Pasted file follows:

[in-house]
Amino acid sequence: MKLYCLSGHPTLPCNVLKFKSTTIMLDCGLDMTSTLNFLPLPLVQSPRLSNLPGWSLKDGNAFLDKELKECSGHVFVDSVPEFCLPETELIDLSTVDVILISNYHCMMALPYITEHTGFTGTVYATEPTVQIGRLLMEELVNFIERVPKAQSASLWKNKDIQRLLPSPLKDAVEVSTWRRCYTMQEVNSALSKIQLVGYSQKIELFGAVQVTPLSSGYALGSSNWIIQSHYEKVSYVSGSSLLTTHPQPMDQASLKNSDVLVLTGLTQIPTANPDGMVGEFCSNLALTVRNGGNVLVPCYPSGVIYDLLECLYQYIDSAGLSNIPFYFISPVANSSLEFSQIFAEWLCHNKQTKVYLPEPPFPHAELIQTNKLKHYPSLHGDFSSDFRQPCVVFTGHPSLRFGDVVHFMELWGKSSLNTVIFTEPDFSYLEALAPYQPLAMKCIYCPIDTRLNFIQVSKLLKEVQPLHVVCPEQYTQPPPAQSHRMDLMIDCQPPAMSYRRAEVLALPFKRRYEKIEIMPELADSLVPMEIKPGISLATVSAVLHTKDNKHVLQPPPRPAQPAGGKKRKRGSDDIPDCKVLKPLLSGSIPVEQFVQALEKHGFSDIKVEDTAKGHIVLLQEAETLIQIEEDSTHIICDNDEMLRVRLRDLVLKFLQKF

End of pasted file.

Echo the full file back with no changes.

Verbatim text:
[in-house]
Amino acid sequence: MKLYCLSGHPTLPCNVLKFKSTTIMLDCGLDMTSTLNFLPLPLVQSPRLSNLPGWSLKDGNAFLDKELKECSGHVFVDSVPEFCLPETELIDLSTVDVILISNYHCMMALPYITEHTGFTGTVYATEPTVQIGRLLMEELVNFIERVPKAQSASLWKNKDIQRLLPSPLKDAVEVSTWRRCYTMQEVNSALSKIQLVGYSQKIELFGAVQVTPLSSGYALGSSNWIIQSHYEKVSYVSGSSLLTTHPQPMDQASLKNSDVLVLTGLTQIPTANPDGMVGEFCSNLALTVRNGGNVLVPCYPSGVIYDLLECLYQYIDSAGLSNIPFYFISPVANSSLEFSQIFAEWLCHNKQTKVYLPEPPFPHAELIQTNKLKHYPSLHGDFSSDFRQPCVVFTGHPSLRFGDVVHFMELWGKSSLNTVIFTEPDFSYLEALAPYQPLAMKCIYCPIDTRLNFIQVSKLLKEVQPLHVVCPEQYTQPPPAQSHRMDLMIDCQPPAMSYRRAEVLALPFKRRYEKIEIMPELADSLVPMEIKPGISLATVSAVLHTKDNKHVLQPPPRPAQPAGGKKRKRGSDDIPDCKVLKPLLSGSIPVEQFVQALEKHGFSDIKVEDTAKGHIVLLQEAETLIQIEEDSTHIICDNDEMLRVRLRDLVLKFLQKF